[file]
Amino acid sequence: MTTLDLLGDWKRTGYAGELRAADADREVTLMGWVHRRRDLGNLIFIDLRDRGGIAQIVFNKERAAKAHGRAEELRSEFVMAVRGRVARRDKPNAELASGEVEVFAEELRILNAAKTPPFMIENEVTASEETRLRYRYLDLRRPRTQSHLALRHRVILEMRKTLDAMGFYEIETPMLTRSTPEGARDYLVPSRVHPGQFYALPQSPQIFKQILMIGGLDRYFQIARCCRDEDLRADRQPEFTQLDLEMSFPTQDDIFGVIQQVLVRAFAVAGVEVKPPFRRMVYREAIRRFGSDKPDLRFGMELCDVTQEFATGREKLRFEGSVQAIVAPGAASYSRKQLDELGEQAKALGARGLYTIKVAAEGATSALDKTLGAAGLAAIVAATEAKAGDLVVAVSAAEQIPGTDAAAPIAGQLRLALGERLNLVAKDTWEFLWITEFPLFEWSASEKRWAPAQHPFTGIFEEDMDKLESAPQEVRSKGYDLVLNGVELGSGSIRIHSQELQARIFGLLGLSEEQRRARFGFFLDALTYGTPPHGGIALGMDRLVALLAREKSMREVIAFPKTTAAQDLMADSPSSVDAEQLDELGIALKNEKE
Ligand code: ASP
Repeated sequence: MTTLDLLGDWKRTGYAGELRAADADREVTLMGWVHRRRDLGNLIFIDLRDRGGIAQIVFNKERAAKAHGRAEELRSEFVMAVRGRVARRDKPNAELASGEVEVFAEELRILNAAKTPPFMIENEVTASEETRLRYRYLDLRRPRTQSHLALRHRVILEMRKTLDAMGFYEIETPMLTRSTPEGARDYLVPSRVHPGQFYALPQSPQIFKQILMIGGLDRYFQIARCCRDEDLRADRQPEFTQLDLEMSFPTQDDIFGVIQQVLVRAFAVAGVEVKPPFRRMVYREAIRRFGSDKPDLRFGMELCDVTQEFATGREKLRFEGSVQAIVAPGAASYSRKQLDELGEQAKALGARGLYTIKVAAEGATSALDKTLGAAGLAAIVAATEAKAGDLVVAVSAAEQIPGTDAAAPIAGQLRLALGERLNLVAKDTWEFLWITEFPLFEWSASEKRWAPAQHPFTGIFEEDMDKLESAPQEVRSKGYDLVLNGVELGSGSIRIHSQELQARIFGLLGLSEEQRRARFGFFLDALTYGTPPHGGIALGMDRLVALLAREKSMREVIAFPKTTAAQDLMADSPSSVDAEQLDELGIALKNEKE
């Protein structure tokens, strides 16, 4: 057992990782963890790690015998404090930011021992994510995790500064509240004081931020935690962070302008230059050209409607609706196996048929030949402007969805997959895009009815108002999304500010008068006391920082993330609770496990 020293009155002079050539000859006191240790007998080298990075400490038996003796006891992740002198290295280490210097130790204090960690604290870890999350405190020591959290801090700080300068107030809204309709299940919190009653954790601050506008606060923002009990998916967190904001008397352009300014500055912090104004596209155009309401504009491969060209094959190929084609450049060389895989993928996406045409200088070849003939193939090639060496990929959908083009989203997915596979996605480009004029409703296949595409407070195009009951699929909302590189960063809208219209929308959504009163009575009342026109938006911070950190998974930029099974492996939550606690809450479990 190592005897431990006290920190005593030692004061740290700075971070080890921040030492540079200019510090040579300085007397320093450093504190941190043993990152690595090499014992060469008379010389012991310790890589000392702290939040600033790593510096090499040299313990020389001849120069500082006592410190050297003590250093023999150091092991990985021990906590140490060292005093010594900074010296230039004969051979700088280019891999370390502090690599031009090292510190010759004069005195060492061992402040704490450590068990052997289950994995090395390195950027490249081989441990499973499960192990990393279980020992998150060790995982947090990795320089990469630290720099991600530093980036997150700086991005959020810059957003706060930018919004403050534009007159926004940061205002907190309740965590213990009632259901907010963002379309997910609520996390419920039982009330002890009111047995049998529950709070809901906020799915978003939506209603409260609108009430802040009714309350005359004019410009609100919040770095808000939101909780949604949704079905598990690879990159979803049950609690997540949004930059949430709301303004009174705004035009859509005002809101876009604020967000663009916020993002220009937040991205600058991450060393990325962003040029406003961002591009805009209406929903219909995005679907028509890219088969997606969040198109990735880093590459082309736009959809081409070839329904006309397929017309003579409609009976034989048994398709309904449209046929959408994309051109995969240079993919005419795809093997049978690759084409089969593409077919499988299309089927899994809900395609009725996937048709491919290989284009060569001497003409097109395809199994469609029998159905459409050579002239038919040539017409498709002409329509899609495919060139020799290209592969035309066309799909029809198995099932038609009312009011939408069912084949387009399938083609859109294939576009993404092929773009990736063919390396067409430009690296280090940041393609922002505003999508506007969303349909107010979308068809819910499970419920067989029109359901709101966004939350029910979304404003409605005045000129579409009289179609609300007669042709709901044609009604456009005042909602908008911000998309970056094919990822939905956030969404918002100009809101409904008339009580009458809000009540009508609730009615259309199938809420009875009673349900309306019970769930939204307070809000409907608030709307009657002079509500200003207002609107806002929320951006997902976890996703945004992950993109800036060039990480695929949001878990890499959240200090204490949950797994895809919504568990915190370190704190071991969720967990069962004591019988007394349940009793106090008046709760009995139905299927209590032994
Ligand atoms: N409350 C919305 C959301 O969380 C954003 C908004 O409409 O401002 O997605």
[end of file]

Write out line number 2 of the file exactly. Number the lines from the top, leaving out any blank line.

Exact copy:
Ligand code: ASP